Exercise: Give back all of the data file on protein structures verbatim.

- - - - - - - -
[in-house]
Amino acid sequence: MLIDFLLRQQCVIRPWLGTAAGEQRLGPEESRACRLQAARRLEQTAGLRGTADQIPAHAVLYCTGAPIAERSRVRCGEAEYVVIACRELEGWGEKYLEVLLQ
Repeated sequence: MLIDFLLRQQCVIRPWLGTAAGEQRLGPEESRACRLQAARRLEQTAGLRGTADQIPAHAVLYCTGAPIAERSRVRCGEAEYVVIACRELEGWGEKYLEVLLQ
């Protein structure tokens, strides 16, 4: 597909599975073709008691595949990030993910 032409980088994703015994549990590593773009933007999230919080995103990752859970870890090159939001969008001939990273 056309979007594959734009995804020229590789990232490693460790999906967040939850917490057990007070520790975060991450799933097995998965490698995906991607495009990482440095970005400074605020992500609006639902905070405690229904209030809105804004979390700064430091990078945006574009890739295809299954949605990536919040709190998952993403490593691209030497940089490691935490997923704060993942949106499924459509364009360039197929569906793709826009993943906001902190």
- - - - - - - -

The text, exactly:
[in-house]
Amino acid sequence: MLIDFLLRQQCVIRPWLGTAAGEQRLGPEESRACRLQAARRLEQTAGLRGTADQIPAHAVLYCTGAPIAERSRVRCGEAEYVVIACRELEGWGEKYLEVLLQ
Repeated sequence: MLIDFLLRQQCVIRPWLGTAAGEQRLGPEESRACRLQAARRLEQTAGLRGTADQIPAHAVLYCTGAPIAERSRVRCGEAEYVVIACRELEGWGEKYLEVLLQ
């Protein structure tokens, strides 16, 4: 597909599975073709008691595949990030993910 032409980088994703015994549990590593773009933007999230919080995103990752859970870890090159939001969008001939990273 056309979007594959734009995804020229590789990232490693460790999906967040939850917490057990007070520790975060991450799933097995998965490698995906991607495009990482440095970005400074605020992500609006639902905070405690229904209030809105804004979390700064430091990078945006574009890739295809299954949605990536919040709190998952993403490593691209030497940089490691935490997923704060993942949106499924459509364009360039197929569906793709826009993943906001902190």